Three Defendants Charged In $1.6 Million Covid-19 Fraud Scheme
Alicia Ayers, Andrea Ayers, and Traci Proctor arrested for submitting more than 300 applications for U.S. Small Business Administration Economic Injury Disaster Loans
(STL.News) Audrey Strauss, the United States Attorney for the Southern District of New York, William F. Sweeney Jr., Assistant Director-in-Charge, New York Division, Federal Bureau of Investigation (“FBI”) and Amaleka McCall-Brathwaite, Special Agent in Charge, U.S. Small Business Administration, Office of Inspector General (“SBA-OIG”), announced today the unsealing of a complaint charging ALICIA AYERS, ANDREA AYERS, and TRACI PROCTOR with conspiracy to commit wire fraud, wire fraud, false statements, and aggravated identity theft in connection with a scheme to defraud the U.S. Small Business Administration (“SBA”), resulting in a loss to the SBA of more than $1.6 million. All three defendants were arrested this morning. ALICIA AYERS and ANDREA AYERS will be presented this afternoon before United States Magistrate Judge Judith C. McCarthy. TRACI PROCTOR will be presented in United States District Court for the Northern District of Georgia.
U.S. Attorney Audrey Strauss said: “As alleged, the defendants schemed to defraud the SBA by submitting disaster loan and grant applications for non-existent businesses. In so doing, they stole funds intended for the many small businesses that are struggling as a result of the COVID-19 pandemic. We thank the FBI and SBA-OIG for their partnership in investigating the scheme alleged.”
FBI Assistant Director William F. Sweeney Jr. said: “While small businesses throughout the country were clamoring for the economic support they so desperately needed after the first quarter of the pandemic, those charged today allegedly saw the SBA’s Economic Injury Disaster Loan Program as nothing more than an opportunity to turn a quick profit. As alleged, Ayers, Ayers, and Proctor filed more than 300 online applications on behalf of others that included false information to support their claims. This resulted in nearly $1.7 million worth of payments from the SBA, a portion of which the defendants received in the form of kickbacks. No matter how creative the scheme is, rest assured those who siphon money from taxpayer funded programs will be aggressively pursued. This investigation remains ongoing, and we ask anyone with information to call us at 1-800-CALL-FBI or reach us online at tips.fbi.gov.”
SBA OIG’s Eastern Region Special Agent-in-Charge Amaleka McCall-Brathwaite said: “Law enforcement will aggressively unmask fraudsters who allegedly hid behind stolen identities to gain access to SBA’s EIDL funds. SBA OIG will aggressively pursue evidence of fraud with its law enforcement partners. I want to thank the U.S. Attorney’s Office for its leadership and dedication to pursuing justice.”
As alleged in the Complaint:
The SBA is a federal agency of the Executive Branch that administers assistance to American small businesses. This assistance includes making direct loans to applicants through the Economic Injury Disaster Loan (“EIDL”) Program. In response to the COVID-19 pandemic, Congress expanded SBA’s EIDL Program to provide small businesses with low-interest loans of up to $2 million prior to in or about May 2020 and up to $150,000 beginning in or about May 2020, in order to provide vital economic support to help overcome the loss of revenue small businesses are experiencing due to COVID-19. Applicants seeking a loan under the EIDL program were also now permitted to request and receive an advance of approximately $1,000 per employee, for an amount up to $10,000, which the SBA has generally provided while the loan application was pending.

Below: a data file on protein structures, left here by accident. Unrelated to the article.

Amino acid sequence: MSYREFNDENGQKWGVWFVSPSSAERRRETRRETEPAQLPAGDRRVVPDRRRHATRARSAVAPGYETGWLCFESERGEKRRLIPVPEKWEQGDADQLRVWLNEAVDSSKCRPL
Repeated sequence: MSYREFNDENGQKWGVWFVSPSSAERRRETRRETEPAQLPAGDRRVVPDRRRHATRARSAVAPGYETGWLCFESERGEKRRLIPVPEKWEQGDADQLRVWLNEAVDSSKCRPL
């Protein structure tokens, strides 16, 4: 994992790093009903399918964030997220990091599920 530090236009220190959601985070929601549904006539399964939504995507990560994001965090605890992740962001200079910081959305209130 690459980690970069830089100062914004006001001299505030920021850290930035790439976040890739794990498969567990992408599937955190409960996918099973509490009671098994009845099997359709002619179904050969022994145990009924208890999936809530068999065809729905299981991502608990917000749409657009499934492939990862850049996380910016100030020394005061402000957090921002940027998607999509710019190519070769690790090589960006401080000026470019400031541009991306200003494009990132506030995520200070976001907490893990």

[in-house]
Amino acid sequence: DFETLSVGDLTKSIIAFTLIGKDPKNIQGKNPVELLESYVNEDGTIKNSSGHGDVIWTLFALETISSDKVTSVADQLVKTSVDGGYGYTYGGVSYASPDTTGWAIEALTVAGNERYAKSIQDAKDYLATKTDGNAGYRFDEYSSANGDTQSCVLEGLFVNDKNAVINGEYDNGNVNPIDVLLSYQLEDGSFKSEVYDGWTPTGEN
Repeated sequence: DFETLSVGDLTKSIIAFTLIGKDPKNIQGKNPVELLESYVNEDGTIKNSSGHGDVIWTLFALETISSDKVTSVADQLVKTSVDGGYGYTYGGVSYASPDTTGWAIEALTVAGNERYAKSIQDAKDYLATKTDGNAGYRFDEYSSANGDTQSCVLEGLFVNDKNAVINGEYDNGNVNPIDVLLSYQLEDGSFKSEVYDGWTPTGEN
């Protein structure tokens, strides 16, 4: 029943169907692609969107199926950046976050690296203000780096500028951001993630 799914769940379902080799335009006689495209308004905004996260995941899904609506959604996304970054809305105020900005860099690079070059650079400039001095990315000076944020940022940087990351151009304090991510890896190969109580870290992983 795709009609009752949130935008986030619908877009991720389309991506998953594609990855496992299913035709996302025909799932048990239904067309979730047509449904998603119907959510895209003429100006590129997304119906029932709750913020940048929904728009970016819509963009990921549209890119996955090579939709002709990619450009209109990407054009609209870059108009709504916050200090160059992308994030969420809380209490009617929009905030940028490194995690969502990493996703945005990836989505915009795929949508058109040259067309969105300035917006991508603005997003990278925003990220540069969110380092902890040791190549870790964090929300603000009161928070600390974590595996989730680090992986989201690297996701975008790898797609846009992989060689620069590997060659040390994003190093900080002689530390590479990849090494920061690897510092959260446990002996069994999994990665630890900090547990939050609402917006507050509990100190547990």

In June and July 2020, ALICIA AYERS, ANDREA AYERS, and TRACI PROCTOR used the identities of approximately 300 other individuals (the “Applicants”) to submit approximately 315 online applications to the SBA, seeking over $3 million of funds through the SBA’s EIDL Program. (the “EIDL Applications”). In connection with the EIDL Applications, ALICIA AYERS, ANDREA AYERS, and PROCTOR falsely represented to the SBA, among other things, that the Applicants were the owners of businesses with ten or more employees . In fact, however, the applications falsely reported the businesses’ numbers of employees, and the vast majority of the purported businesses appear not to have existed at all. Based on the fraudulent EIDL Applications, the SBA made advance payments of approximately $1,690,000 to the Applicants, who often then kicked back a portion of the advance payments to ALICIA AYERS, ANDREA AYERS, and TRACI PROCTOR.
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ALICIA AYERS, 34, and ANDREA AYERS, 54, of Mount Vernon, New York, and TRACI PROCTOR, 47, of Clarkston, Georgia, are charged with (1) conspiracy to commit wire fraud, which carries a maximum sentence of 20 years in prison, (2) wire fraud, which carries a maximum sentence of 2 years in prison, (3) false statements, which carries a maximum sentence of five years in prison, and (4) aggravated identity theft, which carries a mandatory two-year consecutive sentence.
The maximum potential sentences in these cases are prescribed by Congress and are provided here for informational purposes only, as any sentencing of the defendants will be determined by a judge.
Ms. Strauss praised the outstanding work of the FBI and the SBA-OIG.
The case is being prosecuted by the Office’s White Plains Division. Assistant U.S. Attorneys Jeffrey C. Coffman and Courtney Heavey are in charge of the prosecution.
The charges contained in the Complaint are merely accusations, and the defendants are presumed innocent unless and until proven guilty.